Social researchers spend so much time considering problems of inequality, crime, poverty, ill-health and related questions that they rarely have time to pause and consider more utopian, counter-factual ideas, to step outside the ‘realities’ and constraints of needing to be policy relevant or palatable for other audiences. Many of us act in ways that are self-disciplining, if not self-defeating – we make careful pre-judgements about who will listen and this often prevents us from making proposals or running ideas that might make the world a, dare we say it, better place. This has long been the case but in the context of contemporary forms of unparalleled inequality, ecological crisis and economic instabilities the role and perhaps duty of social researchers is to draw on their evidence and intervene effectively in helping social conversations about these issues. It doesn’t strike me as a terribly partisan comment to suggest that the UK coalition government and its new round of proposed cuts is inherently anti-social (not least because the mainstream alternative/s offer much of the same). Indeed it has managed to triumph in promoting a worldview that suggests precisely any other argument around taxation, spending and investment is either loopy or some kind of powerful ultra-leftist viewpoint that would endanger civilization as we know it.
Today’s economic, political and social environment undermines everyday social life as notions of the shared, the public, the municipal and common space have been fundamentally challenged. The global financial crisis has ended-up granting energy and fresh confidence to narratives that legitimise cuts to the funding of public services, disinvestments in diversionary and creative programmes for vulnerable groups and fresh rounds of public asset stripping. The apparent logic of such attacks is that we cannot afford, do not need and should not pay for arrangements, institutions and provisions that are shared or collectively provided. Yet social investigation now tells us, through convincing and in-depth investigations (like that of Pickett, Wilkinson, Sassen, Piketty and Dorling) that gross inequalities, absences of social insurance and expulsions from citizenship and common provision generate expanding forms of hardship and social problems.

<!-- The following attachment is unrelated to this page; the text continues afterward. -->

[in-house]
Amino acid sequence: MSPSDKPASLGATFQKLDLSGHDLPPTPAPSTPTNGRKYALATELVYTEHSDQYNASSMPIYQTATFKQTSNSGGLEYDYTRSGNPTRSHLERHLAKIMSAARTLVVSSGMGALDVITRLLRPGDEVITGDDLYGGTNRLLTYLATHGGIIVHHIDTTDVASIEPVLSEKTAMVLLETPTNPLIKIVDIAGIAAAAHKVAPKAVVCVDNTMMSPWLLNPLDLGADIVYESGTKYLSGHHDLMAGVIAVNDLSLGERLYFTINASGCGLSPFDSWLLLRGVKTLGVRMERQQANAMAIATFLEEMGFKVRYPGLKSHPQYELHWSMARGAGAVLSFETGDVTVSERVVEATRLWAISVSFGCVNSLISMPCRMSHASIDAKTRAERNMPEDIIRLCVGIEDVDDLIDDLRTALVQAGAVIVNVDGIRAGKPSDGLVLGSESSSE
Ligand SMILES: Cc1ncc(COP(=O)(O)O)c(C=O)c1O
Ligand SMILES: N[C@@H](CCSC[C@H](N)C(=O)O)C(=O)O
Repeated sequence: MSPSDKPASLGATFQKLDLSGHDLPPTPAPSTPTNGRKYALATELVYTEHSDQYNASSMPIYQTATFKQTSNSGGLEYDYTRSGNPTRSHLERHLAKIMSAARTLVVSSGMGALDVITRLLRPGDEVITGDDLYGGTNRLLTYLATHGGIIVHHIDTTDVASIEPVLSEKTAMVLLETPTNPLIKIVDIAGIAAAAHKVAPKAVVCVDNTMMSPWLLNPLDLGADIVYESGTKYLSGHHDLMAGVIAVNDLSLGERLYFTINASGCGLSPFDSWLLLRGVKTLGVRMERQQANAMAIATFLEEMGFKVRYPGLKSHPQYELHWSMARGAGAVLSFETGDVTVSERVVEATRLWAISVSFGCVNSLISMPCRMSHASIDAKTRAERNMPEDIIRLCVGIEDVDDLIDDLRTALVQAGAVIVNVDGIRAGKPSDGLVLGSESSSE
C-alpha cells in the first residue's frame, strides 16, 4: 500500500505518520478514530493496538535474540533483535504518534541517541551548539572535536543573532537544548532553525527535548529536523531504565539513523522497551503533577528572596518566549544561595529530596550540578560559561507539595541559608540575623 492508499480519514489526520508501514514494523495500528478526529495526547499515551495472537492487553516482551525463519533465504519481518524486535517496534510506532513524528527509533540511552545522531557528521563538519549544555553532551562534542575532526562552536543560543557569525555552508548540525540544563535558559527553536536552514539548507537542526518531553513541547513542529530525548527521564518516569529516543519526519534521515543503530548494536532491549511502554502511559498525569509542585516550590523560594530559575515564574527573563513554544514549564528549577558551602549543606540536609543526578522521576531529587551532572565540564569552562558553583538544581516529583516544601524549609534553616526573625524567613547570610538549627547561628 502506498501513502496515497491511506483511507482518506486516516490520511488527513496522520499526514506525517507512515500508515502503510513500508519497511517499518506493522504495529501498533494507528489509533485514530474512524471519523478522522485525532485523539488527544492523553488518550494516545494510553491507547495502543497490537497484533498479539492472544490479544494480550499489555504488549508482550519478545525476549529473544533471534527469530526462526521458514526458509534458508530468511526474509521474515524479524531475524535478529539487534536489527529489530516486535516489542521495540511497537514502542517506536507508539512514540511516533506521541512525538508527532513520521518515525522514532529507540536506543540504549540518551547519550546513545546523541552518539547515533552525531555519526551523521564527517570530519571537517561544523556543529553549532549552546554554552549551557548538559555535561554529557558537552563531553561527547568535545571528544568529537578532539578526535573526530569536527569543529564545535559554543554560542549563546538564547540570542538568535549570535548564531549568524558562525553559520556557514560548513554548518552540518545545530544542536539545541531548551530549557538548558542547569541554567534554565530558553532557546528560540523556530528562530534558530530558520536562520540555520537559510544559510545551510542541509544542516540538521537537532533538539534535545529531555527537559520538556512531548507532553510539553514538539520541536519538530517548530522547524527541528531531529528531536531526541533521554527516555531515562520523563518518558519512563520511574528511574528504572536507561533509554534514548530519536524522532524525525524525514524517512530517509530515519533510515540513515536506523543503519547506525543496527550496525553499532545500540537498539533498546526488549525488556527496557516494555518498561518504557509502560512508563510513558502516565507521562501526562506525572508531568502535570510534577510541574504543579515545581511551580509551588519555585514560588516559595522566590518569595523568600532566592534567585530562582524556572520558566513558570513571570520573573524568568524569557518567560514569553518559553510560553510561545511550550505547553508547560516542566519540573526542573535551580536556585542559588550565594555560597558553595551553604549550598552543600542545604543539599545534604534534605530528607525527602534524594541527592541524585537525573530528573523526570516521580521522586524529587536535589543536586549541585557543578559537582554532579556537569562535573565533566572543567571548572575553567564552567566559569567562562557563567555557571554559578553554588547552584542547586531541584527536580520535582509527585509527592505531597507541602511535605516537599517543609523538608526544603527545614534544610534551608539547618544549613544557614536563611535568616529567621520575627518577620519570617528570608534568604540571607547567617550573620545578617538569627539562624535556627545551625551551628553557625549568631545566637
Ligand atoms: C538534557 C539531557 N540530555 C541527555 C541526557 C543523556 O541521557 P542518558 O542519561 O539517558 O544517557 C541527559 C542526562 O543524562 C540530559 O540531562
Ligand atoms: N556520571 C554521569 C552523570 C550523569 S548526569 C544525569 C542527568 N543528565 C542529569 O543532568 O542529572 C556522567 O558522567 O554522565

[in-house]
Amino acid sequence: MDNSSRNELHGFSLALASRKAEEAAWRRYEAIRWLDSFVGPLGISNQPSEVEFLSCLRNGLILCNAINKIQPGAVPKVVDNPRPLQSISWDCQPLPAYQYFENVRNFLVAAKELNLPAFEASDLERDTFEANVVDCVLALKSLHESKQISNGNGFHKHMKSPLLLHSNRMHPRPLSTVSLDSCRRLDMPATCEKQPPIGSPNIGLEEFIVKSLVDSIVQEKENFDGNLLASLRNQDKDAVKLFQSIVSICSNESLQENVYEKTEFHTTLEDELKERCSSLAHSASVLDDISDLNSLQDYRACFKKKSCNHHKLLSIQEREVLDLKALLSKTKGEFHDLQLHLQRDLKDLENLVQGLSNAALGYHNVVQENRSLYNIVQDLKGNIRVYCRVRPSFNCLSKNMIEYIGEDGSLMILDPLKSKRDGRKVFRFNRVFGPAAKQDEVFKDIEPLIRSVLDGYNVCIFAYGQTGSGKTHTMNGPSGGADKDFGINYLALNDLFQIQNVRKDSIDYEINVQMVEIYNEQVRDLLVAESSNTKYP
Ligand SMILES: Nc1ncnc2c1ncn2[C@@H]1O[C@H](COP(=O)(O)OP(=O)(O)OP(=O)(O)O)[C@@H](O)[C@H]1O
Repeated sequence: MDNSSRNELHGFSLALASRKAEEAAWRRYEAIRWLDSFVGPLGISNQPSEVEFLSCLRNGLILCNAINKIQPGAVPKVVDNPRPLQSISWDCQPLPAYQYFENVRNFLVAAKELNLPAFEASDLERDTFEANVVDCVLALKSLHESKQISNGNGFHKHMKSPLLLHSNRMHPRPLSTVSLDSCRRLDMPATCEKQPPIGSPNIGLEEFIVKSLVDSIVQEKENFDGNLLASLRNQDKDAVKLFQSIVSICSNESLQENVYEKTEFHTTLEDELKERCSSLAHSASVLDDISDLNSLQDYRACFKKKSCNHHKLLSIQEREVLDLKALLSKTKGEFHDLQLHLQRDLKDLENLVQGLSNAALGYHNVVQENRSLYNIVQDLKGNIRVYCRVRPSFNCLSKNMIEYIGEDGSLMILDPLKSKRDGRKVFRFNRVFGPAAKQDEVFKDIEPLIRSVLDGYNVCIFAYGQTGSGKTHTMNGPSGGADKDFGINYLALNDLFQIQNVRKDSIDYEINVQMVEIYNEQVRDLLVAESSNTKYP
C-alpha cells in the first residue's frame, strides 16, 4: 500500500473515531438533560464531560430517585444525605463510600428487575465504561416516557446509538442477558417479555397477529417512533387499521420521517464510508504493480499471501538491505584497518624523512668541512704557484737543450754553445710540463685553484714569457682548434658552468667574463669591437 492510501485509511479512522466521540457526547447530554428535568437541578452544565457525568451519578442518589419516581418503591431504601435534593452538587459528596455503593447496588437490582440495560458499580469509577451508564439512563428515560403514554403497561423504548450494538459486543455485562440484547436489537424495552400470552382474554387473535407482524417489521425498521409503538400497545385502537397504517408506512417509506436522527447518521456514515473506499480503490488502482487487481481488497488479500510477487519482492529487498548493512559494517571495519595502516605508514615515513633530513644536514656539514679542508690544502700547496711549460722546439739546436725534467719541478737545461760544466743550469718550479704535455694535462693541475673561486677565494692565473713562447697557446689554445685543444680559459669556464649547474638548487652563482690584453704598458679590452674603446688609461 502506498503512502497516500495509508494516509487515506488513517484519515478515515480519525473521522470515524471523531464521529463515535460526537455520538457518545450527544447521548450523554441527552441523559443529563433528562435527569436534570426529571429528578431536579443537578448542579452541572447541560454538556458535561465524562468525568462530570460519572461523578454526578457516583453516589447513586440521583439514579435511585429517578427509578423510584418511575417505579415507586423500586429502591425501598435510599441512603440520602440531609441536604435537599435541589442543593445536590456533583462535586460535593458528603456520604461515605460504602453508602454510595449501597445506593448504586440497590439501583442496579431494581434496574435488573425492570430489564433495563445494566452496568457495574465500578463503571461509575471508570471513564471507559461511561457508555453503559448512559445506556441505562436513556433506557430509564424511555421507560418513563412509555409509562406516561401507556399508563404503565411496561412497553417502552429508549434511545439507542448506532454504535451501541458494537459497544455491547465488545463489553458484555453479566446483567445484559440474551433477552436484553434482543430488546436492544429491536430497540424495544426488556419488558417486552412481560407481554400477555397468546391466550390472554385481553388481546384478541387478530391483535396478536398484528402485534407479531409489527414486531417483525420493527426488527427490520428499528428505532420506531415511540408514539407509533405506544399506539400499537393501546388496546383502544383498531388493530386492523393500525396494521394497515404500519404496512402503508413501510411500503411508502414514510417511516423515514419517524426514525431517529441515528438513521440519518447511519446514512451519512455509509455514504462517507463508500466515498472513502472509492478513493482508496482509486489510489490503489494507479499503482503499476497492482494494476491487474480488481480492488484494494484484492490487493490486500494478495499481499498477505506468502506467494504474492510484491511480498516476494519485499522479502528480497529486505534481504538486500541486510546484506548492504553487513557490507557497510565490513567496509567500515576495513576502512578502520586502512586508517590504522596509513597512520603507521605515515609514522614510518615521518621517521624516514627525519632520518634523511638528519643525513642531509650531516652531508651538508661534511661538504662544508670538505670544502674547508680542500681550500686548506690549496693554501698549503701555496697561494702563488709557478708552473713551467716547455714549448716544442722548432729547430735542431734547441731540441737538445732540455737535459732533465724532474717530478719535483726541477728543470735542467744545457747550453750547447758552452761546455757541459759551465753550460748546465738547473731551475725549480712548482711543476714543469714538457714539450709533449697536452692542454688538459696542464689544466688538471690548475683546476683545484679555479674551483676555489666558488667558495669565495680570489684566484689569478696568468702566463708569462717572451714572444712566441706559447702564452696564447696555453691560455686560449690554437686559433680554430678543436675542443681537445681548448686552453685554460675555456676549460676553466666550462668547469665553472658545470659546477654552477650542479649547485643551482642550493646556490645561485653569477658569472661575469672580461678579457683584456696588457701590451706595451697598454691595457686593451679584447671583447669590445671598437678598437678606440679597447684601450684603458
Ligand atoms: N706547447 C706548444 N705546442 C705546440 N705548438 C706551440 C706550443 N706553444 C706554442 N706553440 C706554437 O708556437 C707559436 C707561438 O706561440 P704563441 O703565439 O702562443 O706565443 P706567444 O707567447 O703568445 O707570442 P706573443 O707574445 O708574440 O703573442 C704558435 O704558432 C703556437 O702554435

It appears increasingly evident that the kinds of social distress, climate change and other modern evils cannot be contained in convenient or cost-free ways to the wider population. We appear to be seeing the ‘escape’ of social problems from traditionally vulnerable spaces and populations to include those who have more often been able to avoid such problems has led to renewed efforts by the affluent to insulate themselves from these risks (I wrote about this sometime ago as a ‘cut’ in which the affluent are now able to insulate themselves from the costs of inequality that has diminished arguments for promoting greater equality or progressive taxation).
We now find that a number of problems (insecurity, fear, ill-health, violence, education and reducing social mobility) are being exacerbated by new rounds of value extraction from the public realm in the name of increasing efficiencies and economic growth. New forms of anxiety, hardship and concealed exclusion appear to mark this situation, with mounting concern about the long-term consequences of dismantling a variety of forms of common provision and mechanisms that might guard against extreme wealth and income inequalities (notably the NHS but also systems such as water). One critical basis for arguing against this ongoing disaster is to suggest that we are more capable and happy as private, free citizens when freed against the excesses and intrusion of such a dominant corporate-political sphere of influence. In other words, strong forms of municipal provision, affordable health, education, meaningful and financially rewarding work lead not only to some mad vision of a more equal society – they offer deeper and substantial rewards in the form of personal emancipation, freedom and self-realisation than in societies marked by declining public investments and provision. In such contexts what we find is not only troubling forms of social damage and loss (to say nothing of the revolting levels of excessive wealth and consumption by the affluent amidst poverty) but also diminished forms of self, community that ride alongside the vision of a minimal state and corporate capture of assets and profits.
With social and policy thinking often fixed on notions of the anti-social it appears timely to consider the value and limits of the social itself, of the kinds of mechanisms for community participation and self-realisation amidst these powerful social and economic forces. The position of the academy in relation to these debates and to questions of social resilience, emancipation, social justice, the nature of collectivity and forms of social sustenance and protection are also raised by this context. The real lie amidst all of this is that there are sides to choose from when the systemic logic of markets that pervades and dictates so many areas of social life is antagonistic to almost all visions of a sustainable, enjoyable, healthy life for all.